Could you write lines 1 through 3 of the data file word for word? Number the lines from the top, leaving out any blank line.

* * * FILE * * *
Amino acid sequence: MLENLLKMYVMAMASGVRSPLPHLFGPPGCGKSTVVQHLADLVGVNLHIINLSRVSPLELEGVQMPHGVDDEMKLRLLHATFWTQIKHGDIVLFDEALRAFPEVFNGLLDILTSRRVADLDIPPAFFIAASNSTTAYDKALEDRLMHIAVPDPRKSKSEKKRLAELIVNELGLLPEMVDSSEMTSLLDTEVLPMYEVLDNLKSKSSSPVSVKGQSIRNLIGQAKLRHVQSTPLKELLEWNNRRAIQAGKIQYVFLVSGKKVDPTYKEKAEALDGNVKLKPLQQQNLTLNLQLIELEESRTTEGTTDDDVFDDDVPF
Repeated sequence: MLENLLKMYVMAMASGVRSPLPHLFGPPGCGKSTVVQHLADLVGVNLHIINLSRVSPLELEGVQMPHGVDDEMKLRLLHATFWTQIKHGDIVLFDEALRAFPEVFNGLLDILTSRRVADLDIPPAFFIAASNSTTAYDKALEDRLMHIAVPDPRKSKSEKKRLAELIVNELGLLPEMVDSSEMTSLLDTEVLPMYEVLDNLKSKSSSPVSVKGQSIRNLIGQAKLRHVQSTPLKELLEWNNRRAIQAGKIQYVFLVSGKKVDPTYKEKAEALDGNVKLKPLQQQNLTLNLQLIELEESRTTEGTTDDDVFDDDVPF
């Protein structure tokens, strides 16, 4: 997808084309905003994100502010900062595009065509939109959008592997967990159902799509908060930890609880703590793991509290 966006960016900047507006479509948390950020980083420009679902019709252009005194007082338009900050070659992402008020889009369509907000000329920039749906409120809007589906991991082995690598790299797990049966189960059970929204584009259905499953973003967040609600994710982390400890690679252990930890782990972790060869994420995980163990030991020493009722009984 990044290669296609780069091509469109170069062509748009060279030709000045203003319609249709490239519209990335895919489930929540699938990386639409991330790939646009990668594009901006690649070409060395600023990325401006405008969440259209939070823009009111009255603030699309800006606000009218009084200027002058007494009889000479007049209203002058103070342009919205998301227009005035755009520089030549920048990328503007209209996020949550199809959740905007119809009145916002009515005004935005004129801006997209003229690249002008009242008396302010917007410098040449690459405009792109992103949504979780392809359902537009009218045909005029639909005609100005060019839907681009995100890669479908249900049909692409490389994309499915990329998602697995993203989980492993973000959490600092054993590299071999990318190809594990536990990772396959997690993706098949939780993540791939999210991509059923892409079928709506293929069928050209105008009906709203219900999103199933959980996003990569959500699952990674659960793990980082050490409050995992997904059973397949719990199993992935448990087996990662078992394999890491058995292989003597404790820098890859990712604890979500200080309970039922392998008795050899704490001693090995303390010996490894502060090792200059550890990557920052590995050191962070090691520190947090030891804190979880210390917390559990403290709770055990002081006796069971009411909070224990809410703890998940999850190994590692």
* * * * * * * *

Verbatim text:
Amino acid sequence: MLENLLKMYVMAMASGVRSPLPHLFGPPGCGKSTVVQHLADLVGVNLHIINLSRVSPLELEGVQMPHGVDDEMKLRLLHATFWTQIKHGDIVLFDEALRAFPEVFNGLLDILTSRRVADLDIPPAFFIAASNSTTAYDKALEDRLMHIAVPDPRKSKSEKKRLAELIVNELGLLPEMVDSSEMTSLLDTEVLPMYEVLDNLKSKSSSPVSVKGQSIRNLIGQAKLRHVQSTPLKELLEWNNRRAIQAGKIQYVFLVSGKKVDPTYKEKAEALDGNVKLKPLQQQNLTLNLQLIELEESRTTEGTTDDDVFDDDVPF
Repeated sequence: MLENLLKMYVMAMASGVRSPLPHLFGPPGCGKSTVVQHLADLVGVNLHIINLSRVSPLELEGVQMPHGVDDEMKLRLLHATFWTQIKHGDIVLFDEALRAFPEVFNGLLDILTSRRVADLDIPPAFFIAASNSTTAYDKALEDRLMHIAVPDPRKSKSEKKRLAELIVNELGLLPEMVDSSEMTSLLDTEVLPMYEVLDNLKSKSSSPVSVKGQSIRNLIGQAKLRHVQSTPLKELLEWNNRRAIQAGKIQYVFLVSGKKVDPTYKEKAEALDGNVKLKPLQQQNLTLNLQLIELEESRTTEGTTDDDVFDDDVPF
């Protein structure tokens, strides 16, 4: 997808084309905003994100502010900062595009065509939109959008592997967990159902799509908060930890609880703590793991509290 966006960016900047507006479509948390950020980083420009679902019709252009005194007082338009900050070659992402008020889009369509907000000329920039749906409120809007589906991991082995690598790299797990049966189960059970929204584009259905499953973003967040609600994710982390400890690679252990930890782990972790060869994420995980163990030991020493009722009984 990044290669296609780069091509469109170069062509748009060279030709000045203003319609249709490239519209990335895919489930929540699938990386639409991330790939646009990668594009901006690649070409060395600023990325401006405008969440259209939070823009009111009255603030699309800006606000009218009084200027002058007494009889000479007049209203002058103070342009919205998301227009005035755009520089030549920048990328503007209209996020949550199809959740905007119809009145916002009515005004935005004129801006997209003229690249002008009242008396302010917007410098040449690459405009792109992103949504979780392809359902537009009218045909005029639909005609100005060019839907681009995100890669479908249900049909692409490389994309499915990329998602697995993203989980492993973000959490600092054993590299071999990318190809594990536990990772396959997690993706098949939780993540791939999210991509059923892409079928709506293929069928050209105008009906709203219900999103199933959980996003990569959500699952990674659960793990980082050490409050995992997904059973397949719990199993992935448990087996990662078992394999890491058995292989003597404790820098890859990712604890979500200080309970039922392998008795050899704490001693090995303390010996490894502060090792200059550890990557920052590995050191962070090691520190947090030891804190979880210390917390559990403290709770055990002081006796069971009411909070224990809410703890998940999850190994590692």